The bottom line: There may be better days ahead for this unit, but they can't come soon enough. The line has not been what the 49ers hoped it would be or need it to be, which has forced the team to change its approach on offense. This unit still has upside, but it will be difficult to reach with key players either injured or struggling.

DEFENSIVE LINE -- Grade: B-plus
Nose tackle Aubrayo Franklin has been outstanding and is having a career season. He's third on the team in tackles – almost unheard of for a nose tackle – and his 6.5 stops behind the line of scrimmage lead the team. He also has two sacks. End Justin Smith was a monster in the season-opening upset at Arizona and leads the team with 28 quarterback hits and 39 quarterback pressures. Isaac Sopoaga has been a steady presence at left end and the 49ers have got contributions from Ray McDonald (his three sacks lead the team), Kentwan Balmer and Demetric Evans in their line rotation.
Negatives: Smith has been limited to one sack and, besides McDonald, the 49ers have not been getting much heat on the quarterback from this area.
The bottom line: This unit has done a fine job so far this season, battling on passing downs and clogging the interior on running plays so that San Francisco's linebackers can swarm to the ball and make tackles. The line rotation is solid and everybody has made contributions. These guys are playing well enough for the 49ers to win.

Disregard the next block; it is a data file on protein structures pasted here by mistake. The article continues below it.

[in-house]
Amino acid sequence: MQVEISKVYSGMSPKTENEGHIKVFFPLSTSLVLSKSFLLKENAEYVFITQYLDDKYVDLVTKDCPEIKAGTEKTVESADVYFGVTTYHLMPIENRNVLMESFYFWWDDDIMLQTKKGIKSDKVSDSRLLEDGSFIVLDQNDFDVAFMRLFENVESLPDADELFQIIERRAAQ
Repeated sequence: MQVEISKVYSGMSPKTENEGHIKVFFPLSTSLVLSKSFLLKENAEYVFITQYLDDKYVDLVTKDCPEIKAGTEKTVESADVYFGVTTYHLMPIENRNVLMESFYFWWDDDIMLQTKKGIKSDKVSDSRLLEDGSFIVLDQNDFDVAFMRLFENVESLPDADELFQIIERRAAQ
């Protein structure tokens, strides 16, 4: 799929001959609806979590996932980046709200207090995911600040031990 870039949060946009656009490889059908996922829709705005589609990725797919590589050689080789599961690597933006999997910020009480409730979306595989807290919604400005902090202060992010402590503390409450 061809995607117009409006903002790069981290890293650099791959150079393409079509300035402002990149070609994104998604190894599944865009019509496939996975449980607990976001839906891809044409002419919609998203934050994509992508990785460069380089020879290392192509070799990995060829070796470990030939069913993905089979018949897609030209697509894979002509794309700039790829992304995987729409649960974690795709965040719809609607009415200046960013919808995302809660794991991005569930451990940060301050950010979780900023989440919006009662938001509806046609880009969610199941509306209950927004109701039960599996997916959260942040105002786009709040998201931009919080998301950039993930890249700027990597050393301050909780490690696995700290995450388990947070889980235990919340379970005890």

Look no farther than Patrick Willis, who is clearly the team's best defensive player – and probably best player overall – and is having another All-Pro-caliber season. Willis leads the team with 86 tackles to go along with 2.5 sacks, two interceptions, two forced fumbles and eight passes defensed. He's doing it all, and he makes everybody around him better. Takeo Spikes has been steady next to Willis inside and outside starters Manny Lawson and Parys Haralson both have had some shining moments. They've combined for 76 tackles, 3.5 sacks, 29 quarterback hits and 44 quarterback pressures.